29 July, 2015

Thanks for that, Windows 10 installer

It's new. It's here. It's better than the previous version. But if the install goes wrong, as it did on the fourth machine I tried it on, the pop-up alerts aren't quite ready yet.

Thanks for that, Windows 10!

12 July, 2015

The Week of the SSN

Social maybe. Security, less so. Numbers…very very large.

It’s been a curious week here at the Crash Bunker, my place in cyberspace during times of technical fallout. I took the express elevator down here from Reboot Central on Wednesday and I’ve not surfaced since. That’s mostly because the Bunker maintains a cool 65 degree temperature year-round, and is unaffected by the humid storm weather up aloft. 

But watching news feeds down here, I’m glad I went underground.

Like most owners of private information, I’ve been hacked off about some recent news events. I’m talking mostly about the results of an investigation mounted by the U.S. government’s Office of Personnel Management, which became public on Friday.

Yes, the OPM (which by now should have become the Office of Human Resources, surely?) announced “with great confidence” that a data breach on June 12th resulted in the theft of more than 21 million social security numbers--along with other personal data, such as fingerprint records, addresses, mothers’ maiden names, and other grist for identity theft mill.

It’s a beautiful thing that the OPM should have such confidence in the findings of its investigation. Too bad that it didn’t have the same level of confidence in, oh, I don’t know, the strength of its data security systems. And a security system worthy of confidence.

Be that as it may, retribution proved to be swift and terrible, as the director of the office, Katherine Archuleta, offered her resignation, and got a presidential thumbs-down in the Coliseum of Career Sacrifice. Blood in the sand makes people feel better, apparently. 

But it doesn't take data out of the hands of criminals. 

As far as I can tell, only two people have come out of this debacle ahead: The hacker responsible for it, and Kevin Mitnick. (Lawyers take note: I’m not saying they are connected in any way other than the one in the next paragraph. Keep those lawsuits in your pants!)

The real star of the whole event was my old prison pal Kevin Mitnick, whose company profile describes him as “the world’s most famous hacker.” NPR went through its Rolodex, found Kev, and called him to conduct a guided marketing pitch for his security company. The segment was so interlaced with many phone pings and system alert sounds that I’m sure that Kev had hired one of the old prison posse as a sound effects editor for the hour.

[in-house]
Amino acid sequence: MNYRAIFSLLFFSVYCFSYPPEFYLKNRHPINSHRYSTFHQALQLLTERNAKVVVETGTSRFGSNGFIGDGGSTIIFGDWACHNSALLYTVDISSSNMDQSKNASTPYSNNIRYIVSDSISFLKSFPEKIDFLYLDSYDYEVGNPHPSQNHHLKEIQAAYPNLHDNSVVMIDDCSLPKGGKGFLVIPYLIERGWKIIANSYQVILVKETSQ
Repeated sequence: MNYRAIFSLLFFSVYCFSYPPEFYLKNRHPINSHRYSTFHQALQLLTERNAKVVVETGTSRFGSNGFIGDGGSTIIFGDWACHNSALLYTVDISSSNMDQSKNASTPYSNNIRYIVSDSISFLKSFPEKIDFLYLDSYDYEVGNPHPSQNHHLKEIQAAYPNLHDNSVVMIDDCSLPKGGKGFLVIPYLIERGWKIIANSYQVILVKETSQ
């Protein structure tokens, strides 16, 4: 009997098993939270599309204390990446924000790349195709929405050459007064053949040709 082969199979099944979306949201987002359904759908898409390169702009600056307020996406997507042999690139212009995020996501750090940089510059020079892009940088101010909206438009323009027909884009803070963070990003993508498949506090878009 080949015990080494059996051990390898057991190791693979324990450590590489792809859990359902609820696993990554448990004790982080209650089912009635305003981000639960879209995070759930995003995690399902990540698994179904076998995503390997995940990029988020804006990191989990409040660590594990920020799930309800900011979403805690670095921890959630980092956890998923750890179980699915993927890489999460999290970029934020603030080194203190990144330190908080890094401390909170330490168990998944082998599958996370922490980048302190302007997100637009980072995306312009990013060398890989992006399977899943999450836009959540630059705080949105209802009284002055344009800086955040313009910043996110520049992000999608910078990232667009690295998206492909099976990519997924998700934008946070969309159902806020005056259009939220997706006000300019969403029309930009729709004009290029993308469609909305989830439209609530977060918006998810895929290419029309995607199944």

There is some reason for optimism, here: Like most people, I should be safe from this attack, because have never applied to work for the government, and I don’t associate with anyone who does. 

Besides, with any luck, millions of those social security numbers may not be valid:  The office of the Inspector General of the Social Security Administration had audited active SSNs back in March and discovered that either a staggering 6.5 million Americans are over 112 years old, or somebody at the Social Security Death Index has a lot of overtime ahead of them.

A spokesperson for the Social Security’s Death Master File could not be reached for this article.
And now for an update…

So much for data security. Anyone fancy some good, old-fashioned bugs? Whaddaya say, New York Stock Exchange? Care to give us the lowdown on the mystery malfunction  that disrupted trading for more than three hours on Wednesday?

Nobody’s saying what caused the outage, but we’re betting on the same kind of thing that brought down NYSE in 2001—a software update.

Ah, how well I remember the chuckling at Reboot Central when the then-VP Bob Zito described the problem fourteen years ago...

“When we brought the system up in the morning, we only realized then that the software upgrade did not take.”

When the collective “Well, DUH!” from every IT guy in the universe died down, we just about made out the follow-up--When we tried to revert back to the old system, that wouldn’t work and we needed time to reboot”--before collapsing in laughter.

Surely the NYSE can’t have made the same mistake twice—especially after the news that even Samsung doesn’t trust system updates.

But frankly, the markets could have used a few brakes in the middle of the week. This is the kind of technical problem the Asian exchanges and could only have prayed for, as the Shanghai composite shed 4 percent, and Hang Seng 1.1 percent, of their worth on the same day.

I’d fly a million miles…if the damned plane would take off

As if the NYSE glitch wasn’t enough, Wednesday morning also saw United Airlines grounded its flights due to a network connectivity issue. Too bad for United that network connectivity wasn’t a problem for delayed passengers. Snidest Tweet Award goes to John B. Hammer for the following gem:

I’ve been using @united as my primary air carrier for quite a while. Why? I like to live life on the edge. #groundstop.

Two days later, in an unrelated incident, a lucky bug-swatting United customer was awarded a million bonus points for submitting a bug report. Jordan Weins’ Twitter-ready analysis? Wow. @united really paid out! Got a million miles for my bug bounty submissions! Very cool.

But where were your bug bounty reports two days earlier, Jordan? And just how do you know so much about the flaws in United’s systems, eh? Thousands of disgruntled non-flyers want to know.

Of course, things could have been worse for the airline: A United pilot could have brought live ammunition on board a flight from Texas to Germany, and tried to dispose of the evidence down the pressurized blue cyclone of an airplane lavatory. Oh, wait a minute…that actually happened

Never mind.